SchoolMint will move into a temporary space in downtown Lafayette and could soon land a permanent home possibly later this month.

Company CEO Bryan MacDonald said the company will move into the first floor of the Lemoine building, 214 Jefferson St., and hopes to have employees working there on Feb. 1.

Employees are currently working remotely and have since moved out of the former Daily Advertiser building, which was sold to an owner who will lease it to Ochsner Lafayette General.

SchoolMint, the educational software company that moved to Lafayette from the San Francisco area in 2020, had been looking for a permanent home since its arrival and wanted to be downtown, MacDonald said.

“We want to be downtown and are big believers in downtown,” he said. “We looked at a number of options. We actually looked at the Dat Dog building. We looked at the Rock ‘n’ Bowl Building. When the pandemic got really gnarly and we weren’t sure about what our space needs were, we sort of tapped the brakes for a while.”

The 14,000-square-foot space is in the bottom floor of what was the old federal bankruptcy court building and will house 70 employees with plans to get to 110, MacDonald said. Many features of the courtroom remain after it closed years ago, including the judge’s bench and the witness box.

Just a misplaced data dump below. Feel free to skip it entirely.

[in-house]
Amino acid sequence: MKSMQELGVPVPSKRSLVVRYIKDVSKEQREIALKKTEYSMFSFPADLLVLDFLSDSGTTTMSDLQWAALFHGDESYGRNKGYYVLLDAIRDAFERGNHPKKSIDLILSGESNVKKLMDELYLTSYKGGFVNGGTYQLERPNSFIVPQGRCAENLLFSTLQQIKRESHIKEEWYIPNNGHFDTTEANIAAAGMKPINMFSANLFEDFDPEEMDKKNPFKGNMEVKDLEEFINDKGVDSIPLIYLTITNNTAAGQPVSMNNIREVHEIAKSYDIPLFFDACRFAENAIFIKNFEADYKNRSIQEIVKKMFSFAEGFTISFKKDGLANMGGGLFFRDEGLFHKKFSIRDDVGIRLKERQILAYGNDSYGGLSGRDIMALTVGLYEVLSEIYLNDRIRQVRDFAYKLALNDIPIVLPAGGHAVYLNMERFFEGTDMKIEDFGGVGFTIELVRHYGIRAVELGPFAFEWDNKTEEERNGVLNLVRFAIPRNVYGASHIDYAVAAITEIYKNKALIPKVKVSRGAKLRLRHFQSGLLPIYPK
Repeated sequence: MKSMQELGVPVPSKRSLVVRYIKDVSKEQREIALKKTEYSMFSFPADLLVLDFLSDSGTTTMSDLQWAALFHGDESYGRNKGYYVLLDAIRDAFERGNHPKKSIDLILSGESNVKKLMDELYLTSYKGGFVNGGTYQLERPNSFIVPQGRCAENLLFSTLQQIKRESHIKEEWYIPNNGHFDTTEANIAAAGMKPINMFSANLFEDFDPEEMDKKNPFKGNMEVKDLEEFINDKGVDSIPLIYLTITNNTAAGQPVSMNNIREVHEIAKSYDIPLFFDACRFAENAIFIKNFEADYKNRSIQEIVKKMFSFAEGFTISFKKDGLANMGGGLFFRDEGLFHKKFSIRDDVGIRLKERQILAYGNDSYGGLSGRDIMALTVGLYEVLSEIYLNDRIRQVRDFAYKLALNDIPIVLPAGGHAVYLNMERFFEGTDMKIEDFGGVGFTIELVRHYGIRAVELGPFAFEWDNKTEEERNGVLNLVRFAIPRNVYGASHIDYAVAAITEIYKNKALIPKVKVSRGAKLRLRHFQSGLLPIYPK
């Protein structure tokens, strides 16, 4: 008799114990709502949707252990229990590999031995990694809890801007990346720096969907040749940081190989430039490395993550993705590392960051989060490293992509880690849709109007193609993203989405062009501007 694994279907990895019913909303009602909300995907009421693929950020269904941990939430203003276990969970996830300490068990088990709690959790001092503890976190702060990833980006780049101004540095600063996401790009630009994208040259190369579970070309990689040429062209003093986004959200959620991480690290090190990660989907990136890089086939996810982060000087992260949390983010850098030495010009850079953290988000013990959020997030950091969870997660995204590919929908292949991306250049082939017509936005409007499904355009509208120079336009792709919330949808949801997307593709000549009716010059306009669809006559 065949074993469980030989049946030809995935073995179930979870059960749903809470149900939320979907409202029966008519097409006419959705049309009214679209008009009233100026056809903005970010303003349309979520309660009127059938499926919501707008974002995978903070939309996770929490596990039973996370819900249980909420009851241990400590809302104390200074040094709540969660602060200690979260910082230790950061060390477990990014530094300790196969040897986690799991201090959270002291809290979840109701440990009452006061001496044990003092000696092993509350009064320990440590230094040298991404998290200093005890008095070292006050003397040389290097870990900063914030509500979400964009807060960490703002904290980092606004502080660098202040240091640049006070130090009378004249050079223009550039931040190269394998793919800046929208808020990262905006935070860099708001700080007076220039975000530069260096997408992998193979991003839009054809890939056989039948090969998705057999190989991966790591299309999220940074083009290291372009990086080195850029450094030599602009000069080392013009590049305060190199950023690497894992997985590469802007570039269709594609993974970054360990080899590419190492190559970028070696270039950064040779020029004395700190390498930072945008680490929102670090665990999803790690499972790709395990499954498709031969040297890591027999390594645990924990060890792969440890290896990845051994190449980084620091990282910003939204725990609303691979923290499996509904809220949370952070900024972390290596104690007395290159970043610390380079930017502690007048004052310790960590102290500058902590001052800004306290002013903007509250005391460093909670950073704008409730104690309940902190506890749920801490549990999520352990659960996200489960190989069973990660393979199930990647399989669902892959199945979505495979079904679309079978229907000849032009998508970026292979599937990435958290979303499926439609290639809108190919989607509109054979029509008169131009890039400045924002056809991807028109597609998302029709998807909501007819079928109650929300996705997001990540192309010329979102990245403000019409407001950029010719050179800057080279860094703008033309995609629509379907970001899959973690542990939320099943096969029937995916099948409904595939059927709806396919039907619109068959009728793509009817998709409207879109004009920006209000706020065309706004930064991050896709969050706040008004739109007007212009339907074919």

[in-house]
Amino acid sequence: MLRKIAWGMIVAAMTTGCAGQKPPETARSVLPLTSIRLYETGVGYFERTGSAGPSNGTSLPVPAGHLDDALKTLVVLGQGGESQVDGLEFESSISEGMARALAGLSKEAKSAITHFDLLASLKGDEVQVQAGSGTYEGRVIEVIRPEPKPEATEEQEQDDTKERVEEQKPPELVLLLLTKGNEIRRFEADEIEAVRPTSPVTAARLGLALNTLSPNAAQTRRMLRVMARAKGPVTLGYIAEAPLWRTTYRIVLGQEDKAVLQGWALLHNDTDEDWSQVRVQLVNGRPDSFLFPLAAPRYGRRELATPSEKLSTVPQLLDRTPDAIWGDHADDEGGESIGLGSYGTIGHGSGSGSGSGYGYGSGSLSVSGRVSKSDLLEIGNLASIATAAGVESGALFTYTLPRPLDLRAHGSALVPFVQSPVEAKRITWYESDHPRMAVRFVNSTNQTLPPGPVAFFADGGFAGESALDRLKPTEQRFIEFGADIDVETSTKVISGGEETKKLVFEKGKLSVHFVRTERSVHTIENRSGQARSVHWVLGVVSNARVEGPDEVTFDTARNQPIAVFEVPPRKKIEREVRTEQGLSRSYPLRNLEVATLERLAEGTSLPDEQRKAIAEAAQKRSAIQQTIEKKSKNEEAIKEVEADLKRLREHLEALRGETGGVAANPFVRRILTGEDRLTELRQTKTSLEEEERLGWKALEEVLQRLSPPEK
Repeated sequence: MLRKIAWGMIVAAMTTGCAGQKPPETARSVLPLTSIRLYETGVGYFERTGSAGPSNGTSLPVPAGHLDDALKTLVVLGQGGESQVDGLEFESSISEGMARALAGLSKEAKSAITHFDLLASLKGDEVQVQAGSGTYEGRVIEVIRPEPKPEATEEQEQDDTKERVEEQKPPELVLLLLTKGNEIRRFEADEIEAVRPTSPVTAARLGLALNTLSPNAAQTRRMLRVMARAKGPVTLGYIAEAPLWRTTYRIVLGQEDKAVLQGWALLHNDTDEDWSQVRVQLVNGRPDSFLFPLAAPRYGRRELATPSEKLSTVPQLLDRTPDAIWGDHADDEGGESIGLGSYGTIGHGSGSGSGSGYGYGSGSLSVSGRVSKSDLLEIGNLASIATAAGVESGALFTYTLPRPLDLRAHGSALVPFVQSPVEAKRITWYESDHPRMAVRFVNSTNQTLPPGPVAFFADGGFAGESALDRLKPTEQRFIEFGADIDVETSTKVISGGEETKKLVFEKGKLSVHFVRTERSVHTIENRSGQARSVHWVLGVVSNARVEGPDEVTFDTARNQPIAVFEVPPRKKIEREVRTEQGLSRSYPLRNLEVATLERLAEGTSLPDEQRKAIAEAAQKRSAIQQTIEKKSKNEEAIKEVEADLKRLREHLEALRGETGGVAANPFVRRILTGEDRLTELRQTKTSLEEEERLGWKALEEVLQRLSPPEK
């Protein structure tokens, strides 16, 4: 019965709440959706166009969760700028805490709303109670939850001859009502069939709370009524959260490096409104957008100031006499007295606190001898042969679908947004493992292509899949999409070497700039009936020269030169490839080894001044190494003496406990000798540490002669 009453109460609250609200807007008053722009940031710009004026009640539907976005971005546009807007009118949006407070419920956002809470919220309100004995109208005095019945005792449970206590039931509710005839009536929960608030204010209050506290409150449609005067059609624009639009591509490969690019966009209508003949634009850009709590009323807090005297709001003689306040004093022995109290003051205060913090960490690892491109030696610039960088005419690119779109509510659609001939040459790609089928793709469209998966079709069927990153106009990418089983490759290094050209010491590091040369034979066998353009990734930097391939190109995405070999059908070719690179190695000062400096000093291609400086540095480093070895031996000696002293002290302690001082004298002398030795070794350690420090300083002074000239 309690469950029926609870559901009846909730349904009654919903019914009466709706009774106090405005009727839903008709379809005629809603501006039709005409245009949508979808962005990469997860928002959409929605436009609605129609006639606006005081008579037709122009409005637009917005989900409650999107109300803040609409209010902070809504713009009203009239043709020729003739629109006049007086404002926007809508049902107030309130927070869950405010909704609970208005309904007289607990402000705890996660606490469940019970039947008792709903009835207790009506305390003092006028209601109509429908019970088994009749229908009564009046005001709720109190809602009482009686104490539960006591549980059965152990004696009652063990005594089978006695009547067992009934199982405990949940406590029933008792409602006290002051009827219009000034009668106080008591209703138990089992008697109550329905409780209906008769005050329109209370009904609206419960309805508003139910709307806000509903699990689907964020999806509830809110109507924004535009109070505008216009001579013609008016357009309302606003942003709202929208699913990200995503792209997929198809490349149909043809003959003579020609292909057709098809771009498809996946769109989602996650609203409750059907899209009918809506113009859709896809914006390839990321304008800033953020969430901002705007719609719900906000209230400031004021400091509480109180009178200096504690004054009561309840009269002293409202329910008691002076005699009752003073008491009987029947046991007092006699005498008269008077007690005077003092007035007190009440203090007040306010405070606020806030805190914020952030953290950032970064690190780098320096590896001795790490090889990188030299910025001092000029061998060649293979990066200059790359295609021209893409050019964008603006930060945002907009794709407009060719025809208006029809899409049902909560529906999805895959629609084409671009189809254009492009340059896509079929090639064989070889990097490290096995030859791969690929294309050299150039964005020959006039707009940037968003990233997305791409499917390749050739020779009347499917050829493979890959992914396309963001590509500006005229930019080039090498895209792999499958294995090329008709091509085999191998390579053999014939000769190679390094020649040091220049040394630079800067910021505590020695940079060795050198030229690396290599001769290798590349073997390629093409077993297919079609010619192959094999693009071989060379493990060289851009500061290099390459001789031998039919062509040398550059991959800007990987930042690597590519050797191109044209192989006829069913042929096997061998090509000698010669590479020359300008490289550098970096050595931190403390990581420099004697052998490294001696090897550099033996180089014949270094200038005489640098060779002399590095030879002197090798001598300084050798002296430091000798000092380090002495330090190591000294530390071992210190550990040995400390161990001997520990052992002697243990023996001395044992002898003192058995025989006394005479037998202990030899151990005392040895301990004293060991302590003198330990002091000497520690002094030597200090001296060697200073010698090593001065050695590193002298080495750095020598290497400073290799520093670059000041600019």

The company is also hoping to close on the purchase of a permanent home later this month, MacDonald said. It has a short list of final locations and is looking for a space similar in size downtown.

“We really want to find a space that fits us and fits our needs that we can really personalize and turn into a great headquarters,” he said. “The second thing is the opportunity to expand even further if necessary with another floor or another building.”

The news is the latest development downtown and the second significant employer to the area after CGI moved into the Versailles building, 102 Versailles Blvd. A group also recently bought the Dat Dog building at 201 Jefferson St. with plans to house a restaurant and lounge on the bottom floor with office spaces upstairs.

Read the rest of Adam Daigle’s article for The Acadiana Advocate

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